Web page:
We all know that scammers try to sneak malware onto your computer by disguising it as a legitimate file. So what types of files can they use to smuggle malware onto your devices.

Basically, anything that is executable (able to run). You’re generally safe with picture files, text files, and the like. However, it still pays to scan first.

Here is a (very) short list of the most common to watch out for:

  • .EXE Executable Files
  • .DOC and .XLS – Office Files
  • .PDF – files
  • .ZIP – compressed Files
  • .VBS and VB files – Windows Visual Basic Script Files
  • .bat – batch files
  • .DLL Files – dynamic Link Library Files
  • .TMP temporary files

Please, please, I beg you, don’t misinterpret this to mean that if you get one of these files it’s automatically a virus. A “.zip” file may be nothing more than a set of compressed files your friend sent you to look at. A “doc” or “xls” file may simply be an MS Office file. It’s just that these type of files could also be viruses.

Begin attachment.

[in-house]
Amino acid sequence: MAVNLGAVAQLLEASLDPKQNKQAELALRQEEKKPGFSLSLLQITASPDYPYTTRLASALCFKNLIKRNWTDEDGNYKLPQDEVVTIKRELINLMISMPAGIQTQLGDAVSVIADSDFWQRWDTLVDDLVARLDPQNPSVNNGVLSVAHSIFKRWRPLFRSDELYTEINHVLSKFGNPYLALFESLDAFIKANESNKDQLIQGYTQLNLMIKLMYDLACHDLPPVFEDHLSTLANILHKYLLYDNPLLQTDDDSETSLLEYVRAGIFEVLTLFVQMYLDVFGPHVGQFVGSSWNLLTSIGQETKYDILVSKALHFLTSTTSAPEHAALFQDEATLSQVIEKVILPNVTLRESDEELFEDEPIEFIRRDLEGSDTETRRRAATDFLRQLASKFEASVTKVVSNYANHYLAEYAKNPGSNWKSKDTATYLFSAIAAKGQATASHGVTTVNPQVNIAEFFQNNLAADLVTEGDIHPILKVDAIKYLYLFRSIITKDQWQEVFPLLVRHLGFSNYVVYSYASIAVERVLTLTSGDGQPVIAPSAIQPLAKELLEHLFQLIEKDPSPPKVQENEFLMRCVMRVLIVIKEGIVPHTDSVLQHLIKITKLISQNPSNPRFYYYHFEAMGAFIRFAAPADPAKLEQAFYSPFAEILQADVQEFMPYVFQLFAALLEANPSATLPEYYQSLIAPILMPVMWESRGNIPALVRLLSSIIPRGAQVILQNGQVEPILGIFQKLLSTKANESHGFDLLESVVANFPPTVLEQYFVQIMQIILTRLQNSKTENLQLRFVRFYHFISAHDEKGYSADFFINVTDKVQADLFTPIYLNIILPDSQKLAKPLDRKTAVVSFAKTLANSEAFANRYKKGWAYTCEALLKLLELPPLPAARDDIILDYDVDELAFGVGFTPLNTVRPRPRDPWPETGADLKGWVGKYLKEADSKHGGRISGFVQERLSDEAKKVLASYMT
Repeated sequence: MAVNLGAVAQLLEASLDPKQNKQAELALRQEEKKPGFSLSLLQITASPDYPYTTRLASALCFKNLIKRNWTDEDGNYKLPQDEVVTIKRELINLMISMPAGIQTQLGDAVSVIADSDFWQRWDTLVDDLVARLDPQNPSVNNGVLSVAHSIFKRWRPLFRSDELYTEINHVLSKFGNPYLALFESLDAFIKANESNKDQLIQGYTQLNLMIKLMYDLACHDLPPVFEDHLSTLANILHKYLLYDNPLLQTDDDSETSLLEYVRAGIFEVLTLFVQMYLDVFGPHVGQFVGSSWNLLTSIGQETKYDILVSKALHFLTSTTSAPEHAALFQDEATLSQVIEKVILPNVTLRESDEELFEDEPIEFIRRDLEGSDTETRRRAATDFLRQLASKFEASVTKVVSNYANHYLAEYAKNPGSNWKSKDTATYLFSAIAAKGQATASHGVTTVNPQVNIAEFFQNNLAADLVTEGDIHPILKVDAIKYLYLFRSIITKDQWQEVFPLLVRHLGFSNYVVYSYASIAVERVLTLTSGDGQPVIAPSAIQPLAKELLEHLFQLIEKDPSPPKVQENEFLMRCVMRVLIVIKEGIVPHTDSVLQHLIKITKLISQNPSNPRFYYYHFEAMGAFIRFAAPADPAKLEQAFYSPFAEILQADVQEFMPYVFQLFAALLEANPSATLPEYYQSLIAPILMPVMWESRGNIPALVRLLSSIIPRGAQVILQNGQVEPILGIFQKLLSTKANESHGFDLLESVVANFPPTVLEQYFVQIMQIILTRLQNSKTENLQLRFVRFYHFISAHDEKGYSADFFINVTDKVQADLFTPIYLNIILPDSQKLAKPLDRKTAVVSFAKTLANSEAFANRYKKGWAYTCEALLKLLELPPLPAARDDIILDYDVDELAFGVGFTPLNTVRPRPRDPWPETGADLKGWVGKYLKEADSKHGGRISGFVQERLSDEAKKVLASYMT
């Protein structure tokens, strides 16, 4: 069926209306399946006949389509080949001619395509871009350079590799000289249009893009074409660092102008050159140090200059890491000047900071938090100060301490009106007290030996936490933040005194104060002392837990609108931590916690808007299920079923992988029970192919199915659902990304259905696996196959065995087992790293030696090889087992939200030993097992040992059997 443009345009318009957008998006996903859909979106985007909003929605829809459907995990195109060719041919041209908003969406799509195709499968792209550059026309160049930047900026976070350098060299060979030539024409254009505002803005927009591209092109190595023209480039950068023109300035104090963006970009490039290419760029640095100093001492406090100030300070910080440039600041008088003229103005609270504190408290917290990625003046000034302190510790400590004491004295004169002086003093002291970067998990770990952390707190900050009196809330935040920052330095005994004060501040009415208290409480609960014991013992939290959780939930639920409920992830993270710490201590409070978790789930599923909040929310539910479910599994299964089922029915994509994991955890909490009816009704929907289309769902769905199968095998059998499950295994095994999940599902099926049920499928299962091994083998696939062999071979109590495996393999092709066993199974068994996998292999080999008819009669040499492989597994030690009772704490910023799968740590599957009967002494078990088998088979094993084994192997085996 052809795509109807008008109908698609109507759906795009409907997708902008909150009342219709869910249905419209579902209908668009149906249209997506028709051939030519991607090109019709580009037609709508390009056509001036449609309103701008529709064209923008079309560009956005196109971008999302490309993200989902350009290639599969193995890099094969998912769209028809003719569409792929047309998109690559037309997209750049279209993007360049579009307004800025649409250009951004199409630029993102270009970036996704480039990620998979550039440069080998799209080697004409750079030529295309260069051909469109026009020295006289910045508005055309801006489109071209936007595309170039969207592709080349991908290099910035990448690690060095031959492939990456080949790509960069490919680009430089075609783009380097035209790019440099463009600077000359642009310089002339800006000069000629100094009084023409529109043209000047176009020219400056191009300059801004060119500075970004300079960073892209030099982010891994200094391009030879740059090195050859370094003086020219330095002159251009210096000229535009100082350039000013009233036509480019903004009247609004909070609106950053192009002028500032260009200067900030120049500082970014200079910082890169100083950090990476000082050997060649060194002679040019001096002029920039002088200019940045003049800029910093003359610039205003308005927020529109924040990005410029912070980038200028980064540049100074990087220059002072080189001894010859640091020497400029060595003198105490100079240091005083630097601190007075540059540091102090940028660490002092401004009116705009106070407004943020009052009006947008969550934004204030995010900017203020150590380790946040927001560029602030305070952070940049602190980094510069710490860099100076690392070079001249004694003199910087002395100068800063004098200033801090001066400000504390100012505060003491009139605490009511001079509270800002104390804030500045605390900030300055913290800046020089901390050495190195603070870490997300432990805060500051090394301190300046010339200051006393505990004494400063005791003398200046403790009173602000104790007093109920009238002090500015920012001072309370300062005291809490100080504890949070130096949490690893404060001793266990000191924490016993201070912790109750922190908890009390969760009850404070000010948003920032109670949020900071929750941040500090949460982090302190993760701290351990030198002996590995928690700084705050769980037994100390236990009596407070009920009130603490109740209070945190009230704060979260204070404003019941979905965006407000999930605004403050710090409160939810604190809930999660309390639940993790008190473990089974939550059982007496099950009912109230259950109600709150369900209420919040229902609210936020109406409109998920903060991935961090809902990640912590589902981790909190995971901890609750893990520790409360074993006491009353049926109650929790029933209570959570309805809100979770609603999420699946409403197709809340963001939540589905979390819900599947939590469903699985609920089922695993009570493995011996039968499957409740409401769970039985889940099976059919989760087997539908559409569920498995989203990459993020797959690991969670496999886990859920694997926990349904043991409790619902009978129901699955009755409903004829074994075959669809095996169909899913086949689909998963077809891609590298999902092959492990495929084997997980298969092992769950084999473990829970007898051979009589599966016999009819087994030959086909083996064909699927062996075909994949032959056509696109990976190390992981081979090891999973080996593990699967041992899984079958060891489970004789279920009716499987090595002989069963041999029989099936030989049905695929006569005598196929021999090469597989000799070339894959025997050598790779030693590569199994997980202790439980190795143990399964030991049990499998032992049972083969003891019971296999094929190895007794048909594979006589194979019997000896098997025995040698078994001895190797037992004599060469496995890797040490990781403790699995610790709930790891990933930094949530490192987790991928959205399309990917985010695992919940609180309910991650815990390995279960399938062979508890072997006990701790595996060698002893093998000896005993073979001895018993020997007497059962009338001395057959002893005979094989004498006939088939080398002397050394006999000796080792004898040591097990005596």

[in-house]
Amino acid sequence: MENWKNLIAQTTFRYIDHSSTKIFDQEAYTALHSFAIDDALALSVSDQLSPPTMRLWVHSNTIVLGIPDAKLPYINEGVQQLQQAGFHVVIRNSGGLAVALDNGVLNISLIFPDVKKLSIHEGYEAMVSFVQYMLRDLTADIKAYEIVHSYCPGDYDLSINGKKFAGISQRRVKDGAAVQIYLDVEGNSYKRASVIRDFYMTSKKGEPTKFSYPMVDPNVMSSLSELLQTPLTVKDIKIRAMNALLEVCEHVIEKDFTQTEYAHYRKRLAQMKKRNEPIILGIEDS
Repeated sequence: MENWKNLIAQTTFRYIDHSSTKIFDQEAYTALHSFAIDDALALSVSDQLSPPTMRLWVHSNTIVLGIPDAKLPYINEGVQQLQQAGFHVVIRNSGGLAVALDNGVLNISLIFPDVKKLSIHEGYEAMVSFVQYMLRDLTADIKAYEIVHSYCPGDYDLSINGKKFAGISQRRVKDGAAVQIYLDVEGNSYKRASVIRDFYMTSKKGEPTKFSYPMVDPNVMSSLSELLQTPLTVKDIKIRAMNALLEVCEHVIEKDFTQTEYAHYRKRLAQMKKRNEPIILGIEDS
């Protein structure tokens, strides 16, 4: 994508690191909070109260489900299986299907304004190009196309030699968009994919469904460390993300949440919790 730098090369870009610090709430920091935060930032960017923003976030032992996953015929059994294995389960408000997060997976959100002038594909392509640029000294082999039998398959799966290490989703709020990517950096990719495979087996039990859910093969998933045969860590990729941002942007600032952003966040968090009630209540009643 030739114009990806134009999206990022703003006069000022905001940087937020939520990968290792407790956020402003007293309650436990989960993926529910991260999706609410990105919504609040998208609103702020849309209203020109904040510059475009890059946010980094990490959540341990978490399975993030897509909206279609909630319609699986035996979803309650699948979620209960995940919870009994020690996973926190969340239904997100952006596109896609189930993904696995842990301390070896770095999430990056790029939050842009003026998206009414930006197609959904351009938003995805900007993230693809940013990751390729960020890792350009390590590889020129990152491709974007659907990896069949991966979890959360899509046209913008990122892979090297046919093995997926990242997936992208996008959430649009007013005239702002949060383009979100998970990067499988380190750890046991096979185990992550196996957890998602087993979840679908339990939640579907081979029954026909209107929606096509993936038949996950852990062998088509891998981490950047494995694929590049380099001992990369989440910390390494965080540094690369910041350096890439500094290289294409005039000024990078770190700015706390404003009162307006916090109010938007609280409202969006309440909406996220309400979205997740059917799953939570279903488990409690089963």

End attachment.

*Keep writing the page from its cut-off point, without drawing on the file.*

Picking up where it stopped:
A couple other virus tricks you need to be aware of. First, MS Office files can contain what are called “Macro Viruses”. Without getting into too much detail, these files can run a “macro” (a macro is a mini-program run from within another program) that can be as destructive as any “regular” virus. So, my advice on MS Office attachments is not to open them unless you are expecting them. If they just show up, verify with the sender first.

The other trick you need to look out for is an extra extension added to an attached file. For example, you may have something like “mypicture.jpg.vbs”. In fact, if you don’t have your computer set to view file extensions, it may just look like “mypicture.jpg” and omit that last “vbs” part.

This may appear to be a jpg picture file, but it’s actually a Visual Basic Script file. If executed, it will happily infect your computer with a virus.

So, be careful out there.